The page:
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Should discharging a patient with an IV cannula in situ be designated as a never event?

  • Comments (3)

Should discharging a patient with an IV cannula in situ be designated as a never event?

A recent news story in Nursing Times Nurses reported that nurses have been disciplined with one suspended after the trust revealed a patient had been discharged with a cannula left in their arm.

The trust has declared the incident, which happened in early April, as a local “never event”.

A Never Event is a serious, largely preventable patient safety incident that should not occur if the available preventative measures have been implemented by healthcare providers. In most cases a Never Event is defined if the incident results in death or severe harm to patients.

Last year the Department of Health published an expanded list of 25 never events and information on these can be found on the links below.

  • Comments (3)

Readers' comments (3)

  • Anonymous

    Does any other Trust or the DoH list this as a 'never event'?

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  • Anonymous

    No not never?

    surely any error is a 'never event'? and clearly discharging a patient with an i.v. cannula is an error unless there is agreement with a district nurse for ongoing treatment and who will be visiting the patient in their home the same day to check it. otherwise the risks involved in this malpractice are very obvious.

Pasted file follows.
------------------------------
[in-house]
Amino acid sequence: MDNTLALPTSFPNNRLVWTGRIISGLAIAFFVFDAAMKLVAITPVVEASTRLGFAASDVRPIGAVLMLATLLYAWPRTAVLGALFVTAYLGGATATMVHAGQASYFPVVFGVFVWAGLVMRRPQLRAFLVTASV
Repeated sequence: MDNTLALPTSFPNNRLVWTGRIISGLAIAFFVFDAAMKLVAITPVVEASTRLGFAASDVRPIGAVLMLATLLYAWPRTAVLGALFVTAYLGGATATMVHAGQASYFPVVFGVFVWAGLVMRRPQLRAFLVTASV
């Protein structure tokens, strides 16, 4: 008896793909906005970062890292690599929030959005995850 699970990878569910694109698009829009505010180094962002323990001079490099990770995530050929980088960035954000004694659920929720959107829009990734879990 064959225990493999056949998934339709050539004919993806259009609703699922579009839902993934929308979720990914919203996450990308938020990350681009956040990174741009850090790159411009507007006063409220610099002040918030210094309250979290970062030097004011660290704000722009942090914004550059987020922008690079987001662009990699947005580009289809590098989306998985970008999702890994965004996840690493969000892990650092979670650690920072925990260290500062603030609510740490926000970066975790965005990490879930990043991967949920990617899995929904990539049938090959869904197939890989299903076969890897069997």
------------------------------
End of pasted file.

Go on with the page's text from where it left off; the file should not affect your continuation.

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  • Anonymous

    This 'never event' has happened recently within the department in which I work.
    It is a Critical Care area.
    The High Dependency Unit does not discharge patients home, but due to the increasing length of time patients are remaining within this area after being discharged to ward care this now presents a risk to safe discharge.
    Luckily the patient came back in to the department and had the IV cannula removed immediately, with an apology from the staff nurse involved!
    This was not a malicious act, but a genuine mistake.

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